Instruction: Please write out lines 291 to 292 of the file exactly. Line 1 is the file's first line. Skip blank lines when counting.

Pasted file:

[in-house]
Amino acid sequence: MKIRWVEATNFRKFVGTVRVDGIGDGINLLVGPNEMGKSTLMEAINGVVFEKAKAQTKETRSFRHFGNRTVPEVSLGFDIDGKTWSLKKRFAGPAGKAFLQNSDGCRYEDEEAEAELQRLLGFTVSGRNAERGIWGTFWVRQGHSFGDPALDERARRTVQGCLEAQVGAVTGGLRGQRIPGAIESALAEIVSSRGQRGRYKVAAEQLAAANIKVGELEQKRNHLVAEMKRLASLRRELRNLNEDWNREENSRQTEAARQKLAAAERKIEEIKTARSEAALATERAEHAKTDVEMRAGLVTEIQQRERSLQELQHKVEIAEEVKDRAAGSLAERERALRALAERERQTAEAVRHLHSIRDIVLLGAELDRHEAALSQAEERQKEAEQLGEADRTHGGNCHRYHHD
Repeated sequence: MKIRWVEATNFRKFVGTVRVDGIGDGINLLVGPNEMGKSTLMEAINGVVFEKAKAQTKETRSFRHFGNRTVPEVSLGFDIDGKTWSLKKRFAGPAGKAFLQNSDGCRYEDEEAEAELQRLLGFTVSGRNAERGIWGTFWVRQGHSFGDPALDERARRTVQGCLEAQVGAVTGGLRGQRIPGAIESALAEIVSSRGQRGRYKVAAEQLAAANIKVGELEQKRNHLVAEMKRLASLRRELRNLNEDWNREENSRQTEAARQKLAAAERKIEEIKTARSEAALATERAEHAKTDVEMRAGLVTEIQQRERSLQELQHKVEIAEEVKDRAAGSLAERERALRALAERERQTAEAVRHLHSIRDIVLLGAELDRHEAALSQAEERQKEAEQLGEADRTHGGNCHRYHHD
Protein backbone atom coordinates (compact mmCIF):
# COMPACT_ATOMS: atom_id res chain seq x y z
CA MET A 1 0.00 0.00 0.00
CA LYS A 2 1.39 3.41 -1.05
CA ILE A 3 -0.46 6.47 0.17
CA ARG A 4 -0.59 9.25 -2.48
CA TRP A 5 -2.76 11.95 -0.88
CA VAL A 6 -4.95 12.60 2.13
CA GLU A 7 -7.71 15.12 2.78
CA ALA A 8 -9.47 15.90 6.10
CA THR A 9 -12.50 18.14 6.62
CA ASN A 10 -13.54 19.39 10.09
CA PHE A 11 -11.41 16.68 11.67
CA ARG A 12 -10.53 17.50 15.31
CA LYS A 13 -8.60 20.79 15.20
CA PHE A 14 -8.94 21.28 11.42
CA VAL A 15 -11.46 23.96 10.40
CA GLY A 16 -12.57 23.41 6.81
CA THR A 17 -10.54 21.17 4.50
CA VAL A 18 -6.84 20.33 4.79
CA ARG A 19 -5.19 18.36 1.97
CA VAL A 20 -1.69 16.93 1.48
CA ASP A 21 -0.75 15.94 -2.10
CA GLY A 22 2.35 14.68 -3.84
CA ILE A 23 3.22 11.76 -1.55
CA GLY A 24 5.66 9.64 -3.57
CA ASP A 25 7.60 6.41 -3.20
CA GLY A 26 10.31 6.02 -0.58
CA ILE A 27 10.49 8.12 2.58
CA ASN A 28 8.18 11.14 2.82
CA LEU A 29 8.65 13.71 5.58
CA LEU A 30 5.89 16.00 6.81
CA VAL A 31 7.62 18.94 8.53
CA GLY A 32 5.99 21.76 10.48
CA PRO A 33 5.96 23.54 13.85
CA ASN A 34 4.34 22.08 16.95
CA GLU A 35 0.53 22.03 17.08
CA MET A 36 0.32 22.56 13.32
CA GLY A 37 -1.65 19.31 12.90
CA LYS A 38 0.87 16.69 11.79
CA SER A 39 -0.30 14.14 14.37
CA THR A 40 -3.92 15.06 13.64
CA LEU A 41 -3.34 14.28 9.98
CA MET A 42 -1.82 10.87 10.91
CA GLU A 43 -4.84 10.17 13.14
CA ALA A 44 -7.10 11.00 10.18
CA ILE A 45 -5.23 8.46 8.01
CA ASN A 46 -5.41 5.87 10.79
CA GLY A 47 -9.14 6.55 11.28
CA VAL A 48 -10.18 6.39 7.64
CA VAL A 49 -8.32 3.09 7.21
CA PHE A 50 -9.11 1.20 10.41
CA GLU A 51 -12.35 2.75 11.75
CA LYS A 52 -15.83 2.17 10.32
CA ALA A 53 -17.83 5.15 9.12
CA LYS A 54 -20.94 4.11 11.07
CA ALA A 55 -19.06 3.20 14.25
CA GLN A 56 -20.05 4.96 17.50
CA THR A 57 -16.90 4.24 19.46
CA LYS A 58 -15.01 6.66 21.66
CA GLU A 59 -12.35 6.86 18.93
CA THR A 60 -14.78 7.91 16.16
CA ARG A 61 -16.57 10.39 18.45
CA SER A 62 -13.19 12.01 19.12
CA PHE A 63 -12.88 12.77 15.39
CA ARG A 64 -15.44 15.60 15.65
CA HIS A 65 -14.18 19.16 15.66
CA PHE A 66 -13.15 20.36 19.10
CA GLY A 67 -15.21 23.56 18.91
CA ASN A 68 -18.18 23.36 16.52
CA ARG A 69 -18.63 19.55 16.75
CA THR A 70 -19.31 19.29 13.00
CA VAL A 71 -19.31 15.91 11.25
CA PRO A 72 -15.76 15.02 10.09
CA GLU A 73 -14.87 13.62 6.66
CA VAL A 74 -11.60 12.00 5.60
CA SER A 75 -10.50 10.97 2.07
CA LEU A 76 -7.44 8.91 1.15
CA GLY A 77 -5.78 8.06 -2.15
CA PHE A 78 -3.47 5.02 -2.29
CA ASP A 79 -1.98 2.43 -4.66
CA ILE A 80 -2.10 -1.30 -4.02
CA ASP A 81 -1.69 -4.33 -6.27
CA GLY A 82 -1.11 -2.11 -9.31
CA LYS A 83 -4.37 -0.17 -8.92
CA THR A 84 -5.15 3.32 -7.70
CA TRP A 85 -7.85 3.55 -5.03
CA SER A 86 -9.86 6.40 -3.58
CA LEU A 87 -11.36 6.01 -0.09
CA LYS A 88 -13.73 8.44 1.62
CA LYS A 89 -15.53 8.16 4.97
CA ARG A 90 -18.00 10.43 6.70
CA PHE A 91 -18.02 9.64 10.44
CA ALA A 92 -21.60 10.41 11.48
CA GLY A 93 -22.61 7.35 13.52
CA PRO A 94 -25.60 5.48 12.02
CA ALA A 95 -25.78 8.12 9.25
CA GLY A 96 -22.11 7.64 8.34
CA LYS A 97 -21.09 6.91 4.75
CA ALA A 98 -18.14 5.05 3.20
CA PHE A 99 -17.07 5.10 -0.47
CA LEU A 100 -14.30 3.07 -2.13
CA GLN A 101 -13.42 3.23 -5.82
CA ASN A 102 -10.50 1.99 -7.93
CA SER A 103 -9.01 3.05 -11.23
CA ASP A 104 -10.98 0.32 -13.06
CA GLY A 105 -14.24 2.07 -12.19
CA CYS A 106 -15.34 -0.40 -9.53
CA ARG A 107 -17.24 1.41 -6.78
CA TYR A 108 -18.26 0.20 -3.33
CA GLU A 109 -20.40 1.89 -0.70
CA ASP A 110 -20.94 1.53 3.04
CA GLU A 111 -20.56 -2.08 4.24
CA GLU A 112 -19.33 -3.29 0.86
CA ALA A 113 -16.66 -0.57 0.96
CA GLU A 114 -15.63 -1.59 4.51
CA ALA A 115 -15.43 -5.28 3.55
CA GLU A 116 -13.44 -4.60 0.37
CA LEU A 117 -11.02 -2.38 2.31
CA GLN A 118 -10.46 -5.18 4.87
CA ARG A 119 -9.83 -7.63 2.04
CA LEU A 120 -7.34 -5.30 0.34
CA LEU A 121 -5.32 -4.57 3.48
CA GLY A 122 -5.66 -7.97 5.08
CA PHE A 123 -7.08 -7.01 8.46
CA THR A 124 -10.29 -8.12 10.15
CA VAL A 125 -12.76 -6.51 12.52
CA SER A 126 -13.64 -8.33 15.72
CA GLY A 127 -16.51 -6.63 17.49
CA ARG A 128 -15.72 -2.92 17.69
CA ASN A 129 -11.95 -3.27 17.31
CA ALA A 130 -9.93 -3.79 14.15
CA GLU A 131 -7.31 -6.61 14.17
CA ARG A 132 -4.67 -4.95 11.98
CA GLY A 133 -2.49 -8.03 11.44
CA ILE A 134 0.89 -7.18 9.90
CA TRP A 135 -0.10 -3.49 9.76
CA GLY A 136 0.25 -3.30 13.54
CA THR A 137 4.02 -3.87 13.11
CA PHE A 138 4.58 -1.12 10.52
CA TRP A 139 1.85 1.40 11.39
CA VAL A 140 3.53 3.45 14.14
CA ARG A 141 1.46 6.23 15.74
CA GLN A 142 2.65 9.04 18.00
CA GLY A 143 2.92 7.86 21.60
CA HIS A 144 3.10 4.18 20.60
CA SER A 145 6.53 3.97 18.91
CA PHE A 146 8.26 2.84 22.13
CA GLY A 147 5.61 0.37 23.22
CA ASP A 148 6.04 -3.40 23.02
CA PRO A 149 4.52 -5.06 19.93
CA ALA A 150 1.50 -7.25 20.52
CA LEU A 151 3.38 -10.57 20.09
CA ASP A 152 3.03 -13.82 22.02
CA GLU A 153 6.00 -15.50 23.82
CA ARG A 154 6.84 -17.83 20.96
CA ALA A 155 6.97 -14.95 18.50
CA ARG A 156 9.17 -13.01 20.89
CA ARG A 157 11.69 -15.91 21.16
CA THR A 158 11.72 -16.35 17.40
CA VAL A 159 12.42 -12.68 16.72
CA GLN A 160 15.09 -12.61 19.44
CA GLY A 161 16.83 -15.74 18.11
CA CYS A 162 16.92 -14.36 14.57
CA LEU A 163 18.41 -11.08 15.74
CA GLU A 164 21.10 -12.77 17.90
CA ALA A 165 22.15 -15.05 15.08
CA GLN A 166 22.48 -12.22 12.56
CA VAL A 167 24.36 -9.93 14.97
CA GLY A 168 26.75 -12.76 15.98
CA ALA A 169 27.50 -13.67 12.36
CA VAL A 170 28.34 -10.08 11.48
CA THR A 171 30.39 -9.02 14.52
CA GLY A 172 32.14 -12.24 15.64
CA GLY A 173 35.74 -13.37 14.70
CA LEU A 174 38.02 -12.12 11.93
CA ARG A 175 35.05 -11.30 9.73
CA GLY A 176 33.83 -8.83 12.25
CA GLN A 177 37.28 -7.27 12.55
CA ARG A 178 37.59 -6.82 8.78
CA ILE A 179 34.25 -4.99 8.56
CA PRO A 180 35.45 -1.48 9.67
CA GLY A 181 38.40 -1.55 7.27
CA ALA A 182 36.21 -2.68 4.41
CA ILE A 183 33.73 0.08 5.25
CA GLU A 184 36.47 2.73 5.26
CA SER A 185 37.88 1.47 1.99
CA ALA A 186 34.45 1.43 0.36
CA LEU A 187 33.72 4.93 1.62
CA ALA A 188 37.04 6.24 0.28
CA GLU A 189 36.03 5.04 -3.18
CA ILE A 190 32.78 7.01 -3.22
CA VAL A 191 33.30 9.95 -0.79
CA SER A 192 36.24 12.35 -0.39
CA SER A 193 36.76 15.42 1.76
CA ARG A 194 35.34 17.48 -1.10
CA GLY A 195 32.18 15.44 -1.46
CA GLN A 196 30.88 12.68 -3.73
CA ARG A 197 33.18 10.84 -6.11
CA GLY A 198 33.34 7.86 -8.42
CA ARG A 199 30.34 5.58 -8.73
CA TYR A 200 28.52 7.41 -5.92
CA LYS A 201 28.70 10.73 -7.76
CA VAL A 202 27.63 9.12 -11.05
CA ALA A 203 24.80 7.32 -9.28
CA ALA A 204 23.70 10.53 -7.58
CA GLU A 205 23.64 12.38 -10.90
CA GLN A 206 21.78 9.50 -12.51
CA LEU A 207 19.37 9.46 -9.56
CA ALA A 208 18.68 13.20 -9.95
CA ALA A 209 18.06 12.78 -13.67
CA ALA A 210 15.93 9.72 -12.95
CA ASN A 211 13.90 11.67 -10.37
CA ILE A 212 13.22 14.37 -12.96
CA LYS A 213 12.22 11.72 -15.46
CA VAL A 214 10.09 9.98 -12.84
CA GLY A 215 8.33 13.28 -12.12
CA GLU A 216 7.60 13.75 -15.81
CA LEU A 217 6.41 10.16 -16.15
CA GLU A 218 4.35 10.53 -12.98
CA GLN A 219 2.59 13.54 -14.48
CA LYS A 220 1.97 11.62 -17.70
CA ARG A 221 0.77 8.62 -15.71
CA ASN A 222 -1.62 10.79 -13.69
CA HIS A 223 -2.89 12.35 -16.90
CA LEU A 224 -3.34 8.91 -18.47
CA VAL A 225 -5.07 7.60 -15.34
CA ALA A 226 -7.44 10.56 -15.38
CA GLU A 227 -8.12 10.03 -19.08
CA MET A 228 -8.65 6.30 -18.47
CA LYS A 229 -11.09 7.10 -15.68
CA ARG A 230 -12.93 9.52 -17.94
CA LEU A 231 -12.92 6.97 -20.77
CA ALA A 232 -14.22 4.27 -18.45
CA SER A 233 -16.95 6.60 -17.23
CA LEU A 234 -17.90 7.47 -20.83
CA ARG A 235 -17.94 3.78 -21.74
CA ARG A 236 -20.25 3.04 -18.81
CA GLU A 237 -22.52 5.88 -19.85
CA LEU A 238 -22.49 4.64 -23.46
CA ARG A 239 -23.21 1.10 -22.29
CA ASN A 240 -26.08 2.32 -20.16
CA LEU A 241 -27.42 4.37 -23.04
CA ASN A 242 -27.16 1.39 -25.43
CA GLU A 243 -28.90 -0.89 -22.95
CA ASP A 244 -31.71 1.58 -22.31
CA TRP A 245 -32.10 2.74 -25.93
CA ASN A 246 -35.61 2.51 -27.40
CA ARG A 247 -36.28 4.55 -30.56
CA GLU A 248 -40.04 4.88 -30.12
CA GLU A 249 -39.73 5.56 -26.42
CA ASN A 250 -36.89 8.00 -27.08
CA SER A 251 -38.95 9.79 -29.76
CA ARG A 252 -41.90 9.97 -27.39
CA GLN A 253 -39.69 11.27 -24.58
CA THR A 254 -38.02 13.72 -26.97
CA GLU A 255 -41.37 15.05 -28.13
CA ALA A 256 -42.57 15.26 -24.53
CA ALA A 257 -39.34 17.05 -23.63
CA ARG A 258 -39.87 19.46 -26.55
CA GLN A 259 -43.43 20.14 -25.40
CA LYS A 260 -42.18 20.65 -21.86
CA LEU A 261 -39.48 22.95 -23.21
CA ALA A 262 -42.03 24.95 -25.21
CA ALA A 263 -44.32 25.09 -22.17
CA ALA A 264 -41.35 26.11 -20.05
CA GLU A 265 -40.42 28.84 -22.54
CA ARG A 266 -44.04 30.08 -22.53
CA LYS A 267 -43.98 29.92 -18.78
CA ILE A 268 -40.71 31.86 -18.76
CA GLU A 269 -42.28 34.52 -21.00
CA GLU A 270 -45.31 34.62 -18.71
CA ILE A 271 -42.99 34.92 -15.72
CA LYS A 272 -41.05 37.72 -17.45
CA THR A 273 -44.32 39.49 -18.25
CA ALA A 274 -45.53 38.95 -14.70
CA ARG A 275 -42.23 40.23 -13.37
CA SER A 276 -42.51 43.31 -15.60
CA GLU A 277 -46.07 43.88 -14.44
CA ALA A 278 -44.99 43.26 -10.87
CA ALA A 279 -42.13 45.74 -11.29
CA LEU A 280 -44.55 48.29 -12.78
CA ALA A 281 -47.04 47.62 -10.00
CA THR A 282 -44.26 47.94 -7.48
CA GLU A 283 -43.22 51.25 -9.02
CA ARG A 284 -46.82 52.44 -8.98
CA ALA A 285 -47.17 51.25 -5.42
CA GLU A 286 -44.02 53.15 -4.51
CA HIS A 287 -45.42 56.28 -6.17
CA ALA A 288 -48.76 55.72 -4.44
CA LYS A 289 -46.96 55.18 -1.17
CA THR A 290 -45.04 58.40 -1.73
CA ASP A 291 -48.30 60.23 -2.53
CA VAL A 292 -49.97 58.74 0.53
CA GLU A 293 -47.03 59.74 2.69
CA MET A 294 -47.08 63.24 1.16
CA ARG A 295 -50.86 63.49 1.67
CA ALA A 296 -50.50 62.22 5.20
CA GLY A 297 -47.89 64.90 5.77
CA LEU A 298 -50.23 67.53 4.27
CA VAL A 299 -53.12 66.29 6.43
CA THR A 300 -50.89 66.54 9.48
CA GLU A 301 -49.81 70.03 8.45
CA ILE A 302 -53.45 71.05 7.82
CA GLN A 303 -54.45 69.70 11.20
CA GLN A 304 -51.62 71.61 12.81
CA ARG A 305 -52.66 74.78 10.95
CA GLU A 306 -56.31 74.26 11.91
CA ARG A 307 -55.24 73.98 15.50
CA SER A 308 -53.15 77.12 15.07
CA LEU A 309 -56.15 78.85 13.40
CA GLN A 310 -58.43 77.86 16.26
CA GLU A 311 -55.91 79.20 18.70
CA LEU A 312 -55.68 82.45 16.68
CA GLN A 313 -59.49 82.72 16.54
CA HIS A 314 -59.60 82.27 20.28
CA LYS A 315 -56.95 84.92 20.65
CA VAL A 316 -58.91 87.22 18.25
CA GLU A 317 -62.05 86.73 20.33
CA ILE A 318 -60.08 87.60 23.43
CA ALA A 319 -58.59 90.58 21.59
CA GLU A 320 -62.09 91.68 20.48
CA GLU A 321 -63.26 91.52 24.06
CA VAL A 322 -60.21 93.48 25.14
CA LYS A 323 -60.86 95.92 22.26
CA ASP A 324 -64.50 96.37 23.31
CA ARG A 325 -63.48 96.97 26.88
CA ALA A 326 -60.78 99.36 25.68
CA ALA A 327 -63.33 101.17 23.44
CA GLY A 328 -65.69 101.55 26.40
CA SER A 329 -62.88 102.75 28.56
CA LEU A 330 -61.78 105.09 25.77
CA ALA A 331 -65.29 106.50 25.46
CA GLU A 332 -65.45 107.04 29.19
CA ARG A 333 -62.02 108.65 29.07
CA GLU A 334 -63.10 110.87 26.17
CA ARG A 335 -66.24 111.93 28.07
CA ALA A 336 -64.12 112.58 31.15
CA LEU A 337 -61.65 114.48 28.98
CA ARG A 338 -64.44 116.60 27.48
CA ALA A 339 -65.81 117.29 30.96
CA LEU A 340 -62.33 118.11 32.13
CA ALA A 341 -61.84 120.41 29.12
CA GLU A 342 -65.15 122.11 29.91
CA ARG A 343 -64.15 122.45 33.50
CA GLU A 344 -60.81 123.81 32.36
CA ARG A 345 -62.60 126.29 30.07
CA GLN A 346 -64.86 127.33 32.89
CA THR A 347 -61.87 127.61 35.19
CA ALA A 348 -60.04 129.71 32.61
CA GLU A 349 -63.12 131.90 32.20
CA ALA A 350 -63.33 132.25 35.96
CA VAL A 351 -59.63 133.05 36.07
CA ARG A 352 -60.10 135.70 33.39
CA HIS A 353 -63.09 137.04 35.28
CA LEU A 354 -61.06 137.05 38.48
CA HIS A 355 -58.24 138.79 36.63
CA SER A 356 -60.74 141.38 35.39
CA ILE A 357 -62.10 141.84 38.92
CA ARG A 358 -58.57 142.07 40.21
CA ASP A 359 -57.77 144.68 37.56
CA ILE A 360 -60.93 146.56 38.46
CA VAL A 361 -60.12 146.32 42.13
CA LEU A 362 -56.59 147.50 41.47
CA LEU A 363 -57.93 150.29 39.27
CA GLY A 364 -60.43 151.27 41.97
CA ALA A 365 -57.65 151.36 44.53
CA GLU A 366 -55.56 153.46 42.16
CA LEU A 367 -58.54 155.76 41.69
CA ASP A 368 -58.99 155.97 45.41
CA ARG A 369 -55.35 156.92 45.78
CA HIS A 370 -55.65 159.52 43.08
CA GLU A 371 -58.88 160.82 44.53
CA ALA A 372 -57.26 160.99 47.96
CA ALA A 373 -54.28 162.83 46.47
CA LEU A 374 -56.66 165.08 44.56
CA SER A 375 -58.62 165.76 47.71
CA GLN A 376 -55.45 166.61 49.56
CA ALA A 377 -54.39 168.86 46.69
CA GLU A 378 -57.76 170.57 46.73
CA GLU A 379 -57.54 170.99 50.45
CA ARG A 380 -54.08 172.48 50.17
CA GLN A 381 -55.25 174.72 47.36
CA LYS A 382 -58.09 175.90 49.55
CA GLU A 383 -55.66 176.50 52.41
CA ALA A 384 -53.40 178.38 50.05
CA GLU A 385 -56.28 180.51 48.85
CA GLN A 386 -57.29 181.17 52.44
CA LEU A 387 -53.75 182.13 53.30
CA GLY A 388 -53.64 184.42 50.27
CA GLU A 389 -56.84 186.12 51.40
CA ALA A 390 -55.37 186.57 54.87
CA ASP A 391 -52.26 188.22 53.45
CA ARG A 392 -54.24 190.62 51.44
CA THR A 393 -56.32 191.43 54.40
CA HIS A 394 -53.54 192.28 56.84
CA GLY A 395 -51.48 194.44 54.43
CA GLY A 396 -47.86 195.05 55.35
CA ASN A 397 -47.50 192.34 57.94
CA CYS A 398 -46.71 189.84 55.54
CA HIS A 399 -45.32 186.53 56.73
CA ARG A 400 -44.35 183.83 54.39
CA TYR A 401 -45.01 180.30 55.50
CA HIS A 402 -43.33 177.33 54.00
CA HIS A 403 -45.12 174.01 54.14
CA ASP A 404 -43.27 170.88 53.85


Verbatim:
CA GLU A 286 -44.02 53.15 -4.51
CA HIS A 287 -45.42 56.28 -6.17